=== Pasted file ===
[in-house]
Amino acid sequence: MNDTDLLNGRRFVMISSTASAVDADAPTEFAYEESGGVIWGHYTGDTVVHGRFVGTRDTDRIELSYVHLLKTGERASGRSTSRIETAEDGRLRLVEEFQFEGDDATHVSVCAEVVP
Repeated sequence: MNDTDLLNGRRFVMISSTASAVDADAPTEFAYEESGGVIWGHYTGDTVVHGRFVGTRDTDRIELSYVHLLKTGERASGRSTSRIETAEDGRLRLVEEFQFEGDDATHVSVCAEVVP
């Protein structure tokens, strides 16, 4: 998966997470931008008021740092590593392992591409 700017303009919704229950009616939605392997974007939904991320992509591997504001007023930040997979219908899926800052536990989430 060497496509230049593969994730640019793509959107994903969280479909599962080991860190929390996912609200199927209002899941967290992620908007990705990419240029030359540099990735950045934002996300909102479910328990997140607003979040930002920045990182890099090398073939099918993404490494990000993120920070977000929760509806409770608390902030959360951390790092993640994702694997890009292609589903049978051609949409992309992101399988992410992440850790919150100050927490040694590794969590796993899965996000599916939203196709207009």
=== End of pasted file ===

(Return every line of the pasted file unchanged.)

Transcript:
[in-house]
Amino acid sequence: MNDTDLLNGRRFVMISSTASAVDADAPTEFAYEESGGVIWGHYTGDTVVHGRFVGTRDTDRIELSYVHLLKTGERASGRSTSRIETAEDGRLRLVEEFQFEGDDATHVSVCAEVVP
Repeated sequence: MNDTDLLNGRRFVMISSTASAVDADAPTEFAYEESGGVIWGHYTGDTVVHGRFVGTRDTDRIELSYVHLLKTGERASGRSTSRIETAEDGRLRLVEEFQFEGDDATHVSVCAEVVP
């Protein structure tokens, strides 16, 4: 998966997470931008008021740092590593392992591409 700017303009919704229950009616939605392997974007939904991320992509591997504001007023930040997979219908899926800052536990989430 060497496509230049593969994730640019793509959107994903969280479909599962080991860190929390996912609200199927209002899941967290992620908007990705990419240029030359540099990735950045934002996300909102479910328990997140607003979040930002920045990182890099090398073939099918993404490494990000993120920070977000929760509806409770608390902030959360951390790092993640994702694997890009292609589903049978051609949409992309992101399988992410992440850790919150100050927490040694590794969590796993899965996000599916939203196709207009």